New York Times columnist and all-around liberal guru Thomas Friedman appeared on CBS’s Early Show on Friday, proudly declaring that the good news out of Copenhagen will have been the start of what he calls "Earth Race":
HARRY SMITH: Press Secretary Robert Gibbs yesterday said it’s better to come back empty-handed than come back with an empty agreement. Would you go along with that?
FRIEDMAN: Oh, I absolutely would, Harry. Because, you know, while I think you could end up with bad news out of Copenhagen, the good news is that countries all over the world have really started what I like to call the Earth race.
You know, we had a space race back in the 60s, who could be the first to put a man on the Moon. Only two countries involved, only one winner. What we have now and I think the real hope is the Earth race. Who can build the most clean technologies so men and women can stay here on Earth? And that’s a race that many countries can win. In fact, we all have to win together.
And my focus and my aspiration is that the United States would take the lead in that and I think many more countries would actually follow us than will ever do so under the compulsion of any treaty.
Smith polished his guru credentials by following up with oozing gratitude: "Tom Friedman, thank you so much for your insight this morning."
Earlier, the same man who has routinely touted the advantages of China’s "one-party autocracy" as being better than our democracy and fantasized about being "China for a day" mysteriously suggested those Chinese could not be trusted to meet any emissions targets it would accept in Copenhagen:
SMITH: Because the issue with China is China says ‘well, in principle we’re ready to kind of go along with this, but we don’t want you sticking your nose in our business.’ This whole business of transparency, is that what it’s really about?
FRIEDMAN: Yeah, the Chinese have basically said ‘we promise not to go over the speed limit, you know, we promise to drive only 40 miles an hour, but we want no police, no courts, no stop lights,’ no real transparency on their carbon emissions. And the United States is saying and President Obama is saying ‘if you think I can get that through the U.S. Congress, that China promises to be good on carbon, well, I’ve got a bridge in Brooklyn I'd like to sell you.’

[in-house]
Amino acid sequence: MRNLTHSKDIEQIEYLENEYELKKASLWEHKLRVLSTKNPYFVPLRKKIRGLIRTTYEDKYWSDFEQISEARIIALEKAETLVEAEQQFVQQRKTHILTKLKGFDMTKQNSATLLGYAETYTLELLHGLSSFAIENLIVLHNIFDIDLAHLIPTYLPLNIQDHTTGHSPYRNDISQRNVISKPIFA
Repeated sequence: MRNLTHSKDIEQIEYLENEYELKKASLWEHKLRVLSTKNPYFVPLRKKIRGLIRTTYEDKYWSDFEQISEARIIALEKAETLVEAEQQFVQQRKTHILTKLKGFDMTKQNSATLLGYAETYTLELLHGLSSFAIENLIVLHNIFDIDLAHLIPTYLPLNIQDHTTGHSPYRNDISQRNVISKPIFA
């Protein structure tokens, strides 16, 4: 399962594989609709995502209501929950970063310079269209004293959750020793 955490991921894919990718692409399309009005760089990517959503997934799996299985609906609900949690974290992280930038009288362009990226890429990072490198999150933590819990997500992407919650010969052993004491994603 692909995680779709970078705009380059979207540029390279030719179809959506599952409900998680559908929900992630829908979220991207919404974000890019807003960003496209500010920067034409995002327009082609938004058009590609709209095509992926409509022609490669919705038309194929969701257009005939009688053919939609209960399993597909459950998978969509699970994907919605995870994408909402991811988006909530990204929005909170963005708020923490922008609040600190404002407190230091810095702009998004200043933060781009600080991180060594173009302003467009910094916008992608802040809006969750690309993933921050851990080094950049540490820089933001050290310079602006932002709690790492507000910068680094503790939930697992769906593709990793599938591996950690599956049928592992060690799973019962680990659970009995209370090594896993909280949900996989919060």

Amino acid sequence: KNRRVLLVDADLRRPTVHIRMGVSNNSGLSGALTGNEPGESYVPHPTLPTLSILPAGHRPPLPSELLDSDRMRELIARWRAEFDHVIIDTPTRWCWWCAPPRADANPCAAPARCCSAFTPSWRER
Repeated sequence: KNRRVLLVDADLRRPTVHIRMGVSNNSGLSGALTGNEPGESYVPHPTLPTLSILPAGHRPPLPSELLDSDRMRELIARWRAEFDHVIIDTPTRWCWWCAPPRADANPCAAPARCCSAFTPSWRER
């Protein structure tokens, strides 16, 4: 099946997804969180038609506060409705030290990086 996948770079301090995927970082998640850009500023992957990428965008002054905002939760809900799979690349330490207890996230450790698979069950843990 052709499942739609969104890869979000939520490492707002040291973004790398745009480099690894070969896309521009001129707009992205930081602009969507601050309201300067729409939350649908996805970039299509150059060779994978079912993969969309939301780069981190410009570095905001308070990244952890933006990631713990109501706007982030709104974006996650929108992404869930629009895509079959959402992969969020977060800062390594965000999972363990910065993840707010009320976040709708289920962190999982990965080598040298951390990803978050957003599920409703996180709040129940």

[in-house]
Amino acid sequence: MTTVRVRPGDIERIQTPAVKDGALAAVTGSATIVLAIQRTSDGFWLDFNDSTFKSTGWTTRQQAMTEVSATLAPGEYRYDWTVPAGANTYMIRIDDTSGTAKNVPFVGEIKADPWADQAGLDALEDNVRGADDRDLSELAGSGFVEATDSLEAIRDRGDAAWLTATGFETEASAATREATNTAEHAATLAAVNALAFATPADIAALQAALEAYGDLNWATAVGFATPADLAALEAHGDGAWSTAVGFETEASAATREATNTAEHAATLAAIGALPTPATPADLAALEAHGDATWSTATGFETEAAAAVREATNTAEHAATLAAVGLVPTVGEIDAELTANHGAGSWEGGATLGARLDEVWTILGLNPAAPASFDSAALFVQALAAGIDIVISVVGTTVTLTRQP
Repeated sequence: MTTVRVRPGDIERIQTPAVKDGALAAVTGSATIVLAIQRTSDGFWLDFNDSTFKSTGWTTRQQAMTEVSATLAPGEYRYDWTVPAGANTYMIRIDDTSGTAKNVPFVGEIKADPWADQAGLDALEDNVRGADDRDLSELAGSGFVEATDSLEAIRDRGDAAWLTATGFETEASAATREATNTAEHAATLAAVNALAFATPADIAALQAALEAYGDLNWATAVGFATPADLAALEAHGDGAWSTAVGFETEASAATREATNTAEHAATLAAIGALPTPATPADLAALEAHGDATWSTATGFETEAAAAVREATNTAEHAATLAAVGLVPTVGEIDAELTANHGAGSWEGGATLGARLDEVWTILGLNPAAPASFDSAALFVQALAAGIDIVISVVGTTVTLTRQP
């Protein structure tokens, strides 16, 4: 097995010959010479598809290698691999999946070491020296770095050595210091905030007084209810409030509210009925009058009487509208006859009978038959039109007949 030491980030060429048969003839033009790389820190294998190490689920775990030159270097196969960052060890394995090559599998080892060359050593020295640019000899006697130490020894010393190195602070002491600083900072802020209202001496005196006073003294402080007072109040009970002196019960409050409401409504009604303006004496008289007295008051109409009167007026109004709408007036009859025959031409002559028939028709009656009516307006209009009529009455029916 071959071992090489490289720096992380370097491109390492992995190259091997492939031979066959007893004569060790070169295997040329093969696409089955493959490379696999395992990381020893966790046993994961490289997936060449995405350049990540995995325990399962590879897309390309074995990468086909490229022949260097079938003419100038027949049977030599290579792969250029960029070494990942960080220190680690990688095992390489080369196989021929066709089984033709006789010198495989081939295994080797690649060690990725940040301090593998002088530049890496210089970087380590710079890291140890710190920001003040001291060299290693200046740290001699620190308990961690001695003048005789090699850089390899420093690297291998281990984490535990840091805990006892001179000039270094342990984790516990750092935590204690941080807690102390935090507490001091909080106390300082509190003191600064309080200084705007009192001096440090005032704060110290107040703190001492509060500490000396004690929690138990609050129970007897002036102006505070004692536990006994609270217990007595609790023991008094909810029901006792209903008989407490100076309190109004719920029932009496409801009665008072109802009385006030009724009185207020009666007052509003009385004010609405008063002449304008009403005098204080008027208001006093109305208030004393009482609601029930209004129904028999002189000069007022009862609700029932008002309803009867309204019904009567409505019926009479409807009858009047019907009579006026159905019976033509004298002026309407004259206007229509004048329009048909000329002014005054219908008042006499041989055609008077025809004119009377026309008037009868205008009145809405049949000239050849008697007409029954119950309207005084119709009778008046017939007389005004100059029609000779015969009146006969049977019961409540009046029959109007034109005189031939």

SMITH: Speaking of bridges and one that may be also difficult to sell, Secretary of State Hillary Clinton was in Copenhagen yesterday and promised that the United States would come up with at least $100 billion to help poorer countries. Does anybody really know that that money is there and that the United States can back up that pledge?
FRIEDMAN: Well, that’s also – I think it took a lot of people by surprise here. Actually, if you read what the Secretary said, it was we will work to get $100 billion from the public and private sector. But what she was basically trying to do was build leverage on the Chinese by holding that carrot out to the developing world. She basically said to the developing world ‘we will get $100 billion for you if you can convince the Chinese to agree to the deal we want.’ Whether she can actually deliver the $100 billion is a whole other question.
So, to sum up, Friedman wants us to know there's an earnest "Earth Race" going on, but no one should really believe that anyone's going to meet their emissions targets and no one really knows if the Obama administration could organize a big $100 billion-a-year fund for the Third World. All we're supposed to know is that our president really cares, whether anything happens or not.